In the 1930s, they had played on a pitch which was entered via Yarnton Road (then known as Yarnton Lane) at the site now occupied by the entrance to Morton Avenue. This land was originally known as Starkes Field. There was also an entrance to the field via Yarnton Lane where Treeground Place is now located. There had also been an entrance to next to number 86 Oxford Road, but the occupants purchases the land of this entrance from Jim Tompkins, who then lived at Lyne Farm (previously lived in Mill Street). He seems to have owned this land from 1923. The pitch itself (see D in map below) was located over an area now covered by Morton Close and part of Churchill Road and ran long ways towards the Oxford Road, but was separated from the Oxford Road by a row of houses. It is possible that the pitch was further back towards the current site as the don't see to have backed on to Oxford Road until the late 30's / early 40's. The changing rooms were located at the Oxford Road end and had previously been located alongside the old school in School Road. The hut was relocated to Gosford Turn where it was used by the Home Guard and local scouts, before it was moved once again in 1946 to Gosford Hill when Abe Buckland wanted the land for his garage business. It was at Gosford Hill when it was destroyed in 1969 following an arson attack by two local boys.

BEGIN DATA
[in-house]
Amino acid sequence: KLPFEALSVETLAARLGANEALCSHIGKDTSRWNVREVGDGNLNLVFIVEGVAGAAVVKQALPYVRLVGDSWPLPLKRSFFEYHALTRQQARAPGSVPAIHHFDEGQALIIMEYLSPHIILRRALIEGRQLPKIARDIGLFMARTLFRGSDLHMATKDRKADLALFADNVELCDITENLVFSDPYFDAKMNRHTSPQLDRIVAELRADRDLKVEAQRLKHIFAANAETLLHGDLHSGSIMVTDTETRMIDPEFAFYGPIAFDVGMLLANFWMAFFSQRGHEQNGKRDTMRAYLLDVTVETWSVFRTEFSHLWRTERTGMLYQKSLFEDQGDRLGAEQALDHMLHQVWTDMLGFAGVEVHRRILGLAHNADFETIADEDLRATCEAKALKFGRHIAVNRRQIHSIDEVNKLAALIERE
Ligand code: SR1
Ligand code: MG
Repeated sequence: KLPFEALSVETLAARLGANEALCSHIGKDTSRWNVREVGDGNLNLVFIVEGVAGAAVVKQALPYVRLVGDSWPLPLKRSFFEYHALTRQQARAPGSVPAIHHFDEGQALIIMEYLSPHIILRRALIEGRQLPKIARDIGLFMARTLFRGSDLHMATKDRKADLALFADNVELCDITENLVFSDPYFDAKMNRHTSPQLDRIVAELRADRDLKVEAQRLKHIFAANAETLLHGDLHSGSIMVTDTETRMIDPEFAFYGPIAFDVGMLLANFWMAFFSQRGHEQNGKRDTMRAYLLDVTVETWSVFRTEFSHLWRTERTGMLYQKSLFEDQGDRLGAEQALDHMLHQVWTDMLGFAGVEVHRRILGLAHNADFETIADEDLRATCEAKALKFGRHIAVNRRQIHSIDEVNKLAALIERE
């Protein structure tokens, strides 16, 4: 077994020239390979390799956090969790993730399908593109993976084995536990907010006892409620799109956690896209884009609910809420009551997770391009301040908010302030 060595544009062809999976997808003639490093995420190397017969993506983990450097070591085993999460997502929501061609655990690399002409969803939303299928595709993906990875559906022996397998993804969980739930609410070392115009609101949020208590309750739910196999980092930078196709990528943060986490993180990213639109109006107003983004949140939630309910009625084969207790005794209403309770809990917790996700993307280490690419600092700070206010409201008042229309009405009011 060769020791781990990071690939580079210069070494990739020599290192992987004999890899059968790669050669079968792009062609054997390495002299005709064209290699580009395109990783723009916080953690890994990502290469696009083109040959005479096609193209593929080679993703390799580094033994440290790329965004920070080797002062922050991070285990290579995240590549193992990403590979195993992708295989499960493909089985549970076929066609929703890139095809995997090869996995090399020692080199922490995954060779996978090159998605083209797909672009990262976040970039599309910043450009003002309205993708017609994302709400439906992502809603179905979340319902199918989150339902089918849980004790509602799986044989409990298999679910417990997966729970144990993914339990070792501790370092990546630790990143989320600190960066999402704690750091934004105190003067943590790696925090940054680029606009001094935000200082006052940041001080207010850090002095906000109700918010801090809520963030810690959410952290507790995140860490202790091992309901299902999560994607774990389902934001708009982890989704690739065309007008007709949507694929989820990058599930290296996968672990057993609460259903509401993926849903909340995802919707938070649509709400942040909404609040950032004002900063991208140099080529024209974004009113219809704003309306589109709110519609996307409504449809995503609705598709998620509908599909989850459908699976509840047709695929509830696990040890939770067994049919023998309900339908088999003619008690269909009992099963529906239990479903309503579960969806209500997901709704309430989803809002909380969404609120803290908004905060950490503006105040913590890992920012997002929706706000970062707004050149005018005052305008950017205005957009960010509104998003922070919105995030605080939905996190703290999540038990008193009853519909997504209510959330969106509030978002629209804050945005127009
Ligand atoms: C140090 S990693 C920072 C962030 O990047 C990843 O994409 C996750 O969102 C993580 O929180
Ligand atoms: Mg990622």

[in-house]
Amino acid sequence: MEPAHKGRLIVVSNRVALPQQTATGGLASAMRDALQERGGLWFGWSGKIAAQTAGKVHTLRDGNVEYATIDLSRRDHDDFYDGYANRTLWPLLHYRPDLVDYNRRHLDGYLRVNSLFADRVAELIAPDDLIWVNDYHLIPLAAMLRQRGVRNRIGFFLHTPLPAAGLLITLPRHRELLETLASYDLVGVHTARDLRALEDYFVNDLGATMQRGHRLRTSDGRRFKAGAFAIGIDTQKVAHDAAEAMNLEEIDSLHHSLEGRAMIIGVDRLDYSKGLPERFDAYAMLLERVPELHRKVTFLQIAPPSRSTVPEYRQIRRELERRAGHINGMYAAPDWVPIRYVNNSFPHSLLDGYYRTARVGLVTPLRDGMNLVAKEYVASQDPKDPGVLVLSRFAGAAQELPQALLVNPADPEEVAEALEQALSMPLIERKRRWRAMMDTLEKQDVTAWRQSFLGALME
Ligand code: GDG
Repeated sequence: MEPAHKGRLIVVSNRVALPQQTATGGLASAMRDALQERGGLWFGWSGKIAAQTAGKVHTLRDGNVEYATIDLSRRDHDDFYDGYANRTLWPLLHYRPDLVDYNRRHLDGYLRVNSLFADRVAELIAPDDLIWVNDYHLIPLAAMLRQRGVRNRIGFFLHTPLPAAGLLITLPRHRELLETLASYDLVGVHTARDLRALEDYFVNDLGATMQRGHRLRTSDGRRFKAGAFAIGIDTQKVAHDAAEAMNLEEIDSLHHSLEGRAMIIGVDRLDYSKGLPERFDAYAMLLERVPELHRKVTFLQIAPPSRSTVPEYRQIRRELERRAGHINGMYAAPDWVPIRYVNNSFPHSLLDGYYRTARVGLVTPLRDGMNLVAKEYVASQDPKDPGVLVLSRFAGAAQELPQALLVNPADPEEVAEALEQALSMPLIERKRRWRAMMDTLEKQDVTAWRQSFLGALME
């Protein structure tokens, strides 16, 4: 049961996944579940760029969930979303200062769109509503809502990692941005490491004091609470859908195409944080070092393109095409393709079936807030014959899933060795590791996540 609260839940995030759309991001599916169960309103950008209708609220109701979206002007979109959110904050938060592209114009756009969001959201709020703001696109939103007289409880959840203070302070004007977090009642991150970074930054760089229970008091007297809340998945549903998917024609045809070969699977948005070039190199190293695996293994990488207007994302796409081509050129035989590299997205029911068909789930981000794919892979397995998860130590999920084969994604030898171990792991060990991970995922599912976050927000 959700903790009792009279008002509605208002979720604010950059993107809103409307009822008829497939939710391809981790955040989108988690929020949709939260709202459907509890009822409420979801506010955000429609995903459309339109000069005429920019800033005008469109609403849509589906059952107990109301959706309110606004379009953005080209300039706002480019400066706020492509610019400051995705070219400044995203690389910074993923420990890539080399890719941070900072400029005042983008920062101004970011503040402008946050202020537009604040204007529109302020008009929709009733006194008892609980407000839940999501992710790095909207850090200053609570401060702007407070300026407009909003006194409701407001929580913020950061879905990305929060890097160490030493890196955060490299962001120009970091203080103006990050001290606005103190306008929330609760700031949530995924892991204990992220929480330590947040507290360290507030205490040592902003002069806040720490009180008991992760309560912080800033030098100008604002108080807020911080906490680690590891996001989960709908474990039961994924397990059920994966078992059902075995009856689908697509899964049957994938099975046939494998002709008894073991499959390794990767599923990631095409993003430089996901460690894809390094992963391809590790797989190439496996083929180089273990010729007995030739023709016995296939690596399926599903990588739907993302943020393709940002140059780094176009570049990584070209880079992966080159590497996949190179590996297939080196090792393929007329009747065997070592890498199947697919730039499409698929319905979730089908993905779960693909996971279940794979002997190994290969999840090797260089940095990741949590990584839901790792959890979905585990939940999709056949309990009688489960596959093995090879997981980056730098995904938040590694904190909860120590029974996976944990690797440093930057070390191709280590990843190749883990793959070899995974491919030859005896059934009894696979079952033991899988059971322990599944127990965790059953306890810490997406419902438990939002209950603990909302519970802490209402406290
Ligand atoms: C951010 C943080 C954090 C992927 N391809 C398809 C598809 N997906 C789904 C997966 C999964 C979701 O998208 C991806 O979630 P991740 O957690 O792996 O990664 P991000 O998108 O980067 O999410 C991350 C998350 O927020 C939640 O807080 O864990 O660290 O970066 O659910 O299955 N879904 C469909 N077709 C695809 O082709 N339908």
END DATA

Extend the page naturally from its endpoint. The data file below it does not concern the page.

Before their move to the (old) Yarnton Lane ground they had played next to the Kidlington Cricket ground at Wilsden's Field at the end of Lyne Road (around 1934/35 - E). This was located on the right hand side as you now approach the railway crossing. Matches had also been played on a pitch at Gosford Hill and in Langford Lane - perhaps the site where rugby club Gosford All Blacks would later play?